As organizations deploy more assets into major IaaS cloud providers, like AWS and Microsoft Azure, they're realizing...
that many tried-and-true security controls are now managed by the cloud provider. While many controls have been adapted to the cloud -- and actually may gain new capabilities through automation and software-defined defenses -- there's still a definite lack of visibility into what is happening within the cloud providers' environment.
Logging services like AWS CloudTrail and Microsoft Azure Activity Log are a great start, and security teams can glean many insights from aggregating this log data and correlating it with SIEM and other tools. However, there has been a driving need to gather deeper behavioral intelligence about the overall operation of cloud environments, focusing on user activities, network traffic, system and application behaviors, and more. Unfortunately, there hasn't been any way to accomplish this -- until recently.
Both Amazon and Microsoft now have services that offer tenants much deeper cloud threat intelligence and threat detection capabilities than before.
The cloud threat intelligence service provided 34 distinct types of detection for AWS accounts when it was released in November 2017, and added another dozen in March 2018. The new detection rules within GuardDuty cover reconnaissance activities against accounts or users executing API calls looking for details about resources, post-compromise persistence through changing permissions on resources in unusual ways, failed authentication and access, attempts by hackers to cover their tracks by disabling logging, and DNS queries from AWS resources to known malware and malicious domains that are updated regularly.
Microsoft's cloud threat intelligence
Microsoft has significantly enhanced its cloud threat detection and intelligence capabilities, both within Azure and the Office 365 SaaS environment. It currently offers three distinct services that organizations can use.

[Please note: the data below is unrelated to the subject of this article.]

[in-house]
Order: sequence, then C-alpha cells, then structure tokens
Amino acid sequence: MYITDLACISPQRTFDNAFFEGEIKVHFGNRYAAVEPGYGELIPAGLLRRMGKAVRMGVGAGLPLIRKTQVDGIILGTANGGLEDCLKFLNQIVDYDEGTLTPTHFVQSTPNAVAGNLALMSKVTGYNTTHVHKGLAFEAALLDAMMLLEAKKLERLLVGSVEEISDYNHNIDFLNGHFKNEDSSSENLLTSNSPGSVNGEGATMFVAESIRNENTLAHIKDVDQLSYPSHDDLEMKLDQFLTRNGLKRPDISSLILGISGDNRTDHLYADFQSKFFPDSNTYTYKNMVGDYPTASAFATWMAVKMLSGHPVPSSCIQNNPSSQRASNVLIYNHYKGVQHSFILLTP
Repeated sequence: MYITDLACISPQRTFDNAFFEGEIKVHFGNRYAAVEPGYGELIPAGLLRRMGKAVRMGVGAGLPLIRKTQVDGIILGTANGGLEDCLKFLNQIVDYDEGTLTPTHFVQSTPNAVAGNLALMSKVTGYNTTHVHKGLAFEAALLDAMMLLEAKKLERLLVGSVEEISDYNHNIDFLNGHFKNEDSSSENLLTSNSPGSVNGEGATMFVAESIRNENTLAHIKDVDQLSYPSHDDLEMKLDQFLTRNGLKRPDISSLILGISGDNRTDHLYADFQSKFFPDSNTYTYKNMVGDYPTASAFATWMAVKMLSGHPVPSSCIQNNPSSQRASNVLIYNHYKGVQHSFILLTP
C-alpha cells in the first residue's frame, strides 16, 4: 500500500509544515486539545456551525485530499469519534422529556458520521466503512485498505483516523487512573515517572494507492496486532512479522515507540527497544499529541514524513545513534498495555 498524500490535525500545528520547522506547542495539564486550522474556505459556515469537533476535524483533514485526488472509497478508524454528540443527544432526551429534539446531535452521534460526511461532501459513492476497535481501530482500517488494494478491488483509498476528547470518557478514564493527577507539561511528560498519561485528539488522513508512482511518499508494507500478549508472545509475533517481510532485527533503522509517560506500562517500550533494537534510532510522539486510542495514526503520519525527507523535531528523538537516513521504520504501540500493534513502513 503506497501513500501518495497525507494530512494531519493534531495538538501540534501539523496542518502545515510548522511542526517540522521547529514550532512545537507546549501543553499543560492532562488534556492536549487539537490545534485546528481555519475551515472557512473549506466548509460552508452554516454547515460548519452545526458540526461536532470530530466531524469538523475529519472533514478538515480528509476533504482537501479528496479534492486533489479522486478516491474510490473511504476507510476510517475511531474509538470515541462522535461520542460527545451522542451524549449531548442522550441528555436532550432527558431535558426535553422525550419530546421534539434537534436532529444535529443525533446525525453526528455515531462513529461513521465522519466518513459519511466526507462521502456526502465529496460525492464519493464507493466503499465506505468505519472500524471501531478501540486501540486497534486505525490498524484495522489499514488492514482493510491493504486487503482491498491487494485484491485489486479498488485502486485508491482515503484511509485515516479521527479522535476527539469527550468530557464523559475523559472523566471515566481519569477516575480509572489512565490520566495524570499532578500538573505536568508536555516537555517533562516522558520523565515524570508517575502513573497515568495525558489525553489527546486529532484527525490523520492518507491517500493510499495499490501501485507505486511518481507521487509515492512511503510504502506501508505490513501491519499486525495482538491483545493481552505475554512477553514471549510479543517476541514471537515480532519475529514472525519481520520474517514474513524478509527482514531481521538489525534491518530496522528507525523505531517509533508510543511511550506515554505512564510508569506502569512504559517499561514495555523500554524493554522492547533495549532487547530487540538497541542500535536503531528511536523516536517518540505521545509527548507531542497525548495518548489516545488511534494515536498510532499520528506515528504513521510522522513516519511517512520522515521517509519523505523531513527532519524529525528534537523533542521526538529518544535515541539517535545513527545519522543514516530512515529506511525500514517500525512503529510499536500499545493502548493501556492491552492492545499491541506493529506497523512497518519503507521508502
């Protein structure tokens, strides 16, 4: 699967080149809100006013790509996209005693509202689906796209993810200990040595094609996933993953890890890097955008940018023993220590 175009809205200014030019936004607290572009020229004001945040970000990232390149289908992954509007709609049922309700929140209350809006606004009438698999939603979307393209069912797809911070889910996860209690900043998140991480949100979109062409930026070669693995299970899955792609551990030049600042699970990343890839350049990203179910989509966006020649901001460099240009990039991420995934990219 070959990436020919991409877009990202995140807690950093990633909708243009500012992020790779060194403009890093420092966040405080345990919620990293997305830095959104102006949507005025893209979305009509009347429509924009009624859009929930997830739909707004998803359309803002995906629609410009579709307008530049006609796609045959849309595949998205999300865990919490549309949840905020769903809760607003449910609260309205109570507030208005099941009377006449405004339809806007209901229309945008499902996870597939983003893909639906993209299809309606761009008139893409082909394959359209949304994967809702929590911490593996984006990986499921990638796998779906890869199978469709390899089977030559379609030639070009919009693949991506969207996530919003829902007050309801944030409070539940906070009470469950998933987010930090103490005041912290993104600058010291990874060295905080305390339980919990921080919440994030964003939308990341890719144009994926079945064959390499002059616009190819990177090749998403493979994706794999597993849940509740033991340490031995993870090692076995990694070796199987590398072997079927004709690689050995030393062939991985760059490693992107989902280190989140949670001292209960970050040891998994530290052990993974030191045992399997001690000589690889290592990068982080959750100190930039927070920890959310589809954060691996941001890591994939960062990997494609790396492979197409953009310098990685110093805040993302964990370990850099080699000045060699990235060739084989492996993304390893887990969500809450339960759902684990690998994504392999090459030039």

- Windows Defender Advanced Threat Protection. This service provides malware sandboxing for detonation within the Microsoft Azure environment. Admins can see what the malware tried to do and gather indicators of compromise from the system to use in threat hunting or response activities.
- Microsoft Advanced Threat Analytics (ATA). ATA is an on-premises service that Microsoft has offered since 2015 that gathers intelligence from logs and events that occurred within the Windows Active Directory environment to detect account hijacks, misuse of credentials in attacks like pass the hash and Kerberos golden ticket attacks, and lateral movement within the network environment between systems. ATA provides guidance on how to remediate or respond to these activities, as well. Some of these capabilities have been ported into the Azure Security Center, too, but this offers admins less control.
- Azure Advanced Threat Protection (ATP). ATP is a service Microsoft introduced in 2018 that is similar to AWS GuardDuty, and it provides the functionality of ATA in the Azure cloud. This service builds on ATA's detection capabilities, but it requires integration with domain controllers and coordination with Microsoft to fully enable the service within the Azure account.
Microsoft and Amazon are now monitoring customer assets at a very deep level, providing significant computing resources to develop behavioral baselines and ferret out malicious activity in their cloud environments. Providing this level of cloud threat intelligence and detection to customers may significantly enhance the security posture of many cloud deployments, and it may even improve upon what organizations have been running internally.